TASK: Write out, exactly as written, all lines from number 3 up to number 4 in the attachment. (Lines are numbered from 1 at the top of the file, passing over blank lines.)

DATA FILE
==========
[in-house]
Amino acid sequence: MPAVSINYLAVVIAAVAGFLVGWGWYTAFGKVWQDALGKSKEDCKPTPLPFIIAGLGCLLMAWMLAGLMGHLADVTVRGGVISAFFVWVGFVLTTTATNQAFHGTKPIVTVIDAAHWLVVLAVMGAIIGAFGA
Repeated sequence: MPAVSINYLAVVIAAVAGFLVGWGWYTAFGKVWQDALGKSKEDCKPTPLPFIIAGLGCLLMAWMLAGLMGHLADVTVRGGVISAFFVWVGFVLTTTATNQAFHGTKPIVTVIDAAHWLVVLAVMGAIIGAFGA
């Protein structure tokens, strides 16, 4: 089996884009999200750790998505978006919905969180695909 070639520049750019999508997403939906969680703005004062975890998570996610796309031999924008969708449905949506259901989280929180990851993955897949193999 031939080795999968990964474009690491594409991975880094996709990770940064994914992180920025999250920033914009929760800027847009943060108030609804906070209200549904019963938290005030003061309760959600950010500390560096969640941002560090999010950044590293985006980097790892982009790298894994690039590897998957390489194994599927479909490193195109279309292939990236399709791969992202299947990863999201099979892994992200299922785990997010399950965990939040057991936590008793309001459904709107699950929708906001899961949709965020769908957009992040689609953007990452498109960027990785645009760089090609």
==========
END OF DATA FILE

Repeated sequence: MPAVSINYLAVVIAAVAGFLVGWGWYTAFGKVWQDALGKSKEDCKPTPLPFIIAGLGCLLMAWMLAGLMGHLADVTVRGGVISAFFVWVGFVLTTTATNQAFHGTKPIVTVIDAAHWLVVLAVMGAIIGAFGA
């Protein structure tokens, strides 16, 4: 089996884009999200750790998505978006919905969180695909 070639520049750019999508997403939906969680703005004062975890998570996610796309031999924008969708449905949506259901989280929180990851993955897949193999 031939080795999968990964474009690491594409991975880094996709990770940064994914992180920025999250920033914009929760800027847009943060108030609804906070209200549904019963938290005030003061309760959600950010500390560096969640941002560090999010950044590293985006980097790892982009790298894994690039590897998957390489194994599927479909490193195109279309292939990236399709791969992202299947990863999201099979892994992200299922785990997010399950965990939040057991936590008793309001459904709107699950929708906001899961949709965020769908957009992040689609953007990452498109960027990785645009760089090609």